Harnessing the 'Star-Like'

August 28, 2017

When, in 1801, Giuseppe Piazzi first spotted a dim light in the space sky, he mistook it for a planet but after many other similar discoveries, all with no planetary disks, Sir William Herschel coined the term ‘asteroid’ to the celestial object, meaning ‘star-like’ in Greek. With scores of them turning up, today the ones bigger than 100 meters alone count up to 150 million and there are even more in number once you scale down. These usually shapeless rocks are just out there; adrift in the vacuum, circummambulating the Sun but every now and then, one starts to move closer into the planets’ orbit posing a potential threat of colliding with Earth in forthcoming years.


The first asteroid discovered, Ceres, today seen thorough better telescopes. Photo Credits: - NASA


In truth, about 100 tons of asteroids are entering into Earth’s atmosphere every day but they don’t ever make it to the surface thanks to atmospheric drag or friction. Most of these are the size of a grain of sand and are space dust but still, no matter how improbable it is, the threat of bigger asteroid impacts remains, for example in 2013, in Chelyabinsk, Russia, a 20 meter wide asteroid made it to the surface at a speed of 11 miles per second, hitting the earth with the power of 500 kilotons of TNT. It killed 1,500 people and heavily damaged buildings.


In 2014, NASA registered about 10,000 Near-Earth asteroids out of which 861 were over 1 kilometer in diameter and 1,409 were dubbed potentially dangerous. Only in tens or hundreds of millions of years later is such an asteroid going to hit Earth like the one which triggered the dinosaurs’ extinction 65 million years ago. Despite this, we should be ready for any unforeseen event and turn it to our advantage rather than allow it to be the cause of our destruction.


See, asteroids are much more than what meets the eye. They are full of minerals which astronomers detect, by bouncing off lights of different wavelengths from it, as different minerals reflect different wavelengths. Almost 80% of the asteroids in the Asteroid Belt between Mars and Jupiter contain C-type asteroids or carbonaceous asteroids. The 20% left contains the more valuable S-type or siliceous asteroids containing silicon, iron and nickel and the M-type or metallic asteroids shelters precious gold and platinum deposits aside the common metals.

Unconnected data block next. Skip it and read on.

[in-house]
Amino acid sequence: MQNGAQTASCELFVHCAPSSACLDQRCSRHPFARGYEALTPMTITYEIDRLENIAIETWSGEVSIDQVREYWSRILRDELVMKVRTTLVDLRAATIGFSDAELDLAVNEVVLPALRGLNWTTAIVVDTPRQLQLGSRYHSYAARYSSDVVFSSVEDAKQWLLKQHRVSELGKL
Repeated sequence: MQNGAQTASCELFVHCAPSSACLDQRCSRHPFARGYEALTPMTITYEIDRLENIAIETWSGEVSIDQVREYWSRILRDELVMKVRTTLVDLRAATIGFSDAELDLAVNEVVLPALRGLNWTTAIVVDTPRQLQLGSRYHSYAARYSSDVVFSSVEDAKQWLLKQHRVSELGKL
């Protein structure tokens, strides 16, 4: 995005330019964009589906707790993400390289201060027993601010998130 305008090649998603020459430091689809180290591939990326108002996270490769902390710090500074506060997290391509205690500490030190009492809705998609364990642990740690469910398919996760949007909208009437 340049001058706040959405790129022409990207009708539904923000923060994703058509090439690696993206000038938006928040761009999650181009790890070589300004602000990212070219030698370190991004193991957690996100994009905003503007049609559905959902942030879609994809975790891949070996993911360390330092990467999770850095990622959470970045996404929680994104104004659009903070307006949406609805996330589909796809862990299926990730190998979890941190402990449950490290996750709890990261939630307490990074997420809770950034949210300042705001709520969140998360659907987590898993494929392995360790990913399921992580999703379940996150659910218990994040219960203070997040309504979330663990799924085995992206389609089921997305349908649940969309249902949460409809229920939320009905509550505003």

A recently discovered asteroid in 2011, UW 158, was found to contain 90 million tons of platinum. That is a massive amount considering that Earth has about 192 million tons of platinum! The total worth of the asteroid would range around 5 trillion dollars! 3554 AMUN is another one that we can hope to contain and make use of, as it will be 10 Gm close to Venus in 2034 and 2103. This one is considered as an M-type asteroid and after observing its mineral composition it was valued at 20 trillion dollars! The possibilities of what fruit it could bear humanity are unfathomable.


A concept of the 'asteroid-capturing spacecraft’, NASA has planned to launch by 2025


To harness such resources, NASA has devised a plan that they hope to execute by 2025. The idea is to design a solar powered spacecraft that has a space bag in front of it. After calculating trajectories and moving the vehicle close to the asteroid, they will carefully en-wrap the asteroid in the bag and using ion engines return to the Moon from where a ground team on Earth can pick the asteroid for mining. Other ideas like firing the asteroid with lasers and stuff will only make it harder to bag the smithereens of the asteroid. Many asteroids even contain water and these are larger than the usual ones. Perhaps in the future, asteroids could serve as a recharge station for spacecraft, where they could use the hydrogen from the water as fuel. Again, the possibilities are endless.


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